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Shell has made £31bn in profit in the last 12 months. Here’s what that could pay for

While most of the UK tries to navigate sky-high energy bills and other costs, oil and gas producers continue to rake in huge profits. As calls for a windfall tax rage on, we’ve looked at how those profits could be spent

It’s been another record-breaking period for the world’s oil and gas producers, as Shell announced more than £8bn in profits in the three months up to September, almost double what it made in the same period last year. 

Energy bills for the average household are also almost double what they were this time last year. While millions across the UK struggle to choose between eating or heating and food banks are running out of stock to support the most vulnerable, Shell has taken £31bn in excess profits in the last 12 months.

Campaigners have long been calling for a windfall tax on the profits of energy companies who are bleeding the country dry.

So what could those profits pay for? Here are a few ideas.

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Pay energy bills for the UK’s poorest households

The prices of everything has gone up but nowhere is this more keenly felt than in people’s energy bills.

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In October 2021 the energy price cap — the level at which energy regulator Ofgem sets the price of gas and electricity — was at £1,277 for a year of energy bills for the average UK household. In August, Ofgem said the new energy price cap for October 2022 would be £3,549, a whopping 150% increase.

The government has promised to bring this down to £2,500 for everyone until next April, but that’s still double what it was last year. And the scheme has been criticised for applying to everyone, when the richest people may not even notice the impact but for the poorest it can mean the difference between breakfast and a warm shower.

So why not use Shell’s profits to help? £31bn would cover energy bills for the country’s poorest 12.4 million households. With an estimated 14 million in poverty across the country, helping people put their money back into the economy rather than the energy companies could be the boost to growth the Conservatives are looking for.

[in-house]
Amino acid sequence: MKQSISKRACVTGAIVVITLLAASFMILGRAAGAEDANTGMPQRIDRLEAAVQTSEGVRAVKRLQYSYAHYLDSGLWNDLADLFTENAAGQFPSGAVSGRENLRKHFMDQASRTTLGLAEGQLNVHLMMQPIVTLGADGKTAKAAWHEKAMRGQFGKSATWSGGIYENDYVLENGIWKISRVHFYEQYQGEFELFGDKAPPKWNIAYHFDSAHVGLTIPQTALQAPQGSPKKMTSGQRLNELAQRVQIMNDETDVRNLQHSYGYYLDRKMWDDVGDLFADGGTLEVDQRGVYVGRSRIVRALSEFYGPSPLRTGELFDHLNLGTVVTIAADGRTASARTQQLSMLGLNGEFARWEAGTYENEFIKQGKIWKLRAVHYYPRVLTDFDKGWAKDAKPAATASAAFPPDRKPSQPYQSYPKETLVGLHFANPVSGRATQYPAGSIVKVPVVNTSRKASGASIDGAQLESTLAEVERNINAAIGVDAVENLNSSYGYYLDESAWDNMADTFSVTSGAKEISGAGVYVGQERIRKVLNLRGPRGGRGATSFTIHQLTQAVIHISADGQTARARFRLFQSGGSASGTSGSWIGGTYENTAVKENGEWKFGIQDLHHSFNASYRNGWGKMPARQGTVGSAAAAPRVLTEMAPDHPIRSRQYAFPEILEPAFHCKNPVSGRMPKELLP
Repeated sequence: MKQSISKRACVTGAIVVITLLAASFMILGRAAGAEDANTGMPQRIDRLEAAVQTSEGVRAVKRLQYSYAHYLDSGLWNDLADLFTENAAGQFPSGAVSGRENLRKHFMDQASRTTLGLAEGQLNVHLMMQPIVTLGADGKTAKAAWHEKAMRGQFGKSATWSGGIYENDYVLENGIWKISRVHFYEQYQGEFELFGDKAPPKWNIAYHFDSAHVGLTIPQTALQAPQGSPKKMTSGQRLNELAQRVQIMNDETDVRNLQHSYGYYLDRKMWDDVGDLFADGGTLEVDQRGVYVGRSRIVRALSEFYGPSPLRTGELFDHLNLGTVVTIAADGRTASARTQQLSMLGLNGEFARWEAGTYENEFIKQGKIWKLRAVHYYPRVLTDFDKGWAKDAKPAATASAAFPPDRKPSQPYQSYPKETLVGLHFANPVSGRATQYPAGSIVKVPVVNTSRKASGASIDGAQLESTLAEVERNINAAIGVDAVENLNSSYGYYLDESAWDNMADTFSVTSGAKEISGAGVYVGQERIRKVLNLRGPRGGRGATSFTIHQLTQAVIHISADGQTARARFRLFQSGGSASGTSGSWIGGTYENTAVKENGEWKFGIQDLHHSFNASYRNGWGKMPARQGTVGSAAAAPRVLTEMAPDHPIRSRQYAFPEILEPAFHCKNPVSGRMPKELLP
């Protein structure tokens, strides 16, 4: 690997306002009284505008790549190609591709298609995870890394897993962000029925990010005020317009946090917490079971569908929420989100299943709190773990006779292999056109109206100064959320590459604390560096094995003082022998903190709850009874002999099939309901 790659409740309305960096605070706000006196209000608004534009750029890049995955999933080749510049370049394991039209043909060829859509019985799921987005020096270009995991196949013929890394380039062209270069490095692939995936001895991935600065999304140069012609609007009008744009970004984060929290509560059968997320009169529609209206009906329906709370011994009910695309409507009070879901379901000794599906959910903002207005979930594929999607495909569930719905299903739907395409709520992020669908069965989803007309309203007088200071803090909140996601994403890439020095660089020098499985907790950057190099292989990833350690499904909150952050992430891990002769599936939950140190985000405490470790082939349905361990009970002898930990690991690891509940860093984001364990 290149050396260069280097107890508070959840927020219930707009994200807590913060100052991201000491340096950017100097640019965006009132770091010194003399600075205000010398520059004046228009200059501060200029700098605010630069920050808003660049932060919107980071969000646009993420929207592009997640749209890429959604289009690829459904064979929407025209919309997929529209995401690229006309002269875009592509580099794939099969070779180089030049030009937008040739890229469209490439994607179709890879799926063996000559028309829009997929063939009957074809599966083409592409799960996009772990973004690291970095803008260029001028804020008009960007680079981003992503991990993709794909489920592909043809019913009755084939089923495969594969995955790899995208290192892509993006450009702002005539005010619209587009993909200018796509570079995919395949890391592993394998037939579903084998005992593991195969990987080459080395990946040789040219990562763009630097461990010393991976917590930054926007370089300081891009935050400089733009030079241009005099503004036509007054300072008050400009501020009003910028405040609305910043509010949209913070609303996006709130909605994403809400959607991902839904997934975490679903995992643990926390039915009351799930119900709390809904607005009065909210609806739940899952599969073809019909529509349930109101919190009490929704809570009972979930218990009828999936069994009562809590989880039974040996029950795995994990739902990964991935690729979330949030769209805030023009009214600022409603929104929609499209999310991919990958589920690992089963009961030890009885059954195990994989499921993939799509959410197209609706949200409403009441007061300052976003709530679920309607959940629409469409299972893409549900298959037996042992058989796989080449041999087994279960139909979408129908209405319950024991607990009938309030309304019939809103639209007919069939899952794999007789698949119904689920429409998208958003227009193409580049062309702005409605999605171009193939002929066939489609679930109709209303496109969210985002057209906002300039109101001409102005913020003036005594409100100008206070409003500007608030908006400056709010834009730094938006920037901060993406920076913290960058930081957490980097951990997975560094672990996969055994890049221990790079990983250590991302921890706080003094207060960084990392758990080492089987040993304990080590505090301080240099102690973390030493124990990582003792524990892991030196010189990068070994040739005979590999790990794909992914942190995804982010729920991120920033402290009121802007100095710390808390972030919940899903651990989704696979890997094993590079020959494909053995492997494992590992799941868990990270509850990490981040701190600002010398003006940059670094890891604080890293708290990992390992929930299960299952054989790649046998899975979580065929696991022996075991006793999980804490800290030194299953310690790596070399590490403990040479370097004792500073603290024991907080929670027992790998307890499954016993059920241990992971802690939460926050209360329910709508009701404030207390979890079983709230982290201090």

Kickstart the scheme to insulate homes across the country

Insulate Britain may have infuriated drivers and politicians with their protest tactics but it’s hard to deny the impact their messaging has had.

The need to better insulate homes across the country to keep energy bills (and costs) down is inescapable. All UK homes need to  be brought up to high standards of energy efficiency — proper insulation and heat pumps instead of gas boilers — by 2050 to meed the government’s net zero target of 2050. But it doesn’t come cheaply.

Retrofitting homes would cost an average of £26,000 per house, according to Labour’s analysis of work by the Climate Change Committee, which advises the government. And with 29 million homes in need of the work, the country needs to move at a rate of one million a year to hit that target.

That’s £26bn a year. Shell’s profits cover it with change to spare.

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Plug the £40bn hole in public finances

There is an estimated £40bn hole in public finances, , the Institute for Government warned this week, with chancellor Jeremy Hunt already warning government departments must “redouble their efforts to find savings” ahead of cuts that could see budgets to fall 8 per cent by 2026/27.

The trouble is a decade in austerity has not left much to cut. The think tank said measures used to cut spending in 2010 such as holding down public sector pay and cutting staff while pushing others to work harder is “not politically or practically viable” in times when inflation is soaring.

Shell’s £31bn in excess profits would go some way to plugging that hole and spare public sector pain at a time when nurses and teachers are considering strikes over pay

Public sector pay